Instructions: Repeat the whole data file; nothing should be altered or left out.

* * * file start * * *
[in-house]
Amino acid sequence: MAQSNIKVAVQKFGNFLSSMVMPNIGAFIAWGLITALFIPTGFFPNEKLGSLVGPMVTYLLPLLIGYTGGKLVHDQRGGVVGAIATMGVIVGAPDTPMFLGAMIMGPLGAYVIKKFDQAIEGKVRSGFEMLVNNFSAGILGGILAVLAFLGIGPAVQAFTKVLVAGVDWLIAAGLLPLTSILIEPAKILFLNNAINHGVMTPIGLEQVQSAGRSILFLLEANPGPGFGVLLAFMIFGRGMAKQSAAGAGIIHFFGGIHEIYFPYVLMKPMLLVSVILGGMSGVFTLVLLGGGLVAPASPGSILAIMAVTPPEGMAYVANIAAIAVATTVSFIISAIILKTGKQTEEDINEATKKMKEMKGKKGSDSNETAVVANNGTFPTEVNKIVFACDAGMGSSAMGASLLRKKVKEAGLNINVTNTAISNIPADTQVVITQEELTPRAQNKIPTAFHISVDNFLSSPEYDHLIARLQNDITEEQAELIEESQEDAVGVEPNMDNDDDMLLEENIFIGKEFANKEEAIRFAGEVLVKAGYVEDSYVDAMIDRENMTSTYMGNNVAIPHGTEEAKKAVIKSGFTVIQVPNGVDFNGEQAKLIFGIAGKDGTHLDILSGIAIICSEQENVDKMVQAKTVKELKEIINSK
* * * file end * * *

[in-house]
Amino acid sequence: MAQSNIKVAVQKFGNFLSSMVMPNIGAFIAWGLITALFIPTGFFPNEKLGSLVGPMVTYLLPLLIGYTGGKLVHDQRGGVVGAIATMGVIVGAPDTPMFLGAMIMGPLGAYVIKKFDQAIEGKVRSGFEMLVNNFSAGILGGILAVLAFLGIGPAVQAFTKVLVAGVDWLIAAGLLPLTSILIEPAKILFLNNAINHGVMTPIGLEQVQSAGRSILFLLEANPGPGFGVLLAFMIFGRGMAKQSAAGAGIIHFFGGIHEIYFPYVLMKPMLLVSVILGGMSGVFTLVLLGGGLVAPASPGSILAIMAVTPPEGMAYVANIAAIAVATTVSFIISAIILKTGKQTEEDINEATKKMKEMKGKKGSDSNETAVVANNGTFPTEVNKIVFACDAGMGSSAMGASLLRKKVKEAGLNINVTNTAISNIPADTQVVITQEELTPRAQNKIPTAFHISVDNFLSSPEYDHLIARLQNDITEEQAELIEESQEDAVGVEPNMDNDDDMLLEENIFIGKEFANKEEAIRFAGEVLVKAGYVEDSYVDAMIDRENMTSTYMGNNVAIPHGTEEAKKAVIKSGFTVIQVPNGVDFNGEQAKLIFGIAGKDGTHLDILSGIAIICSEQENVDKMVQAKTVKELKEIINSK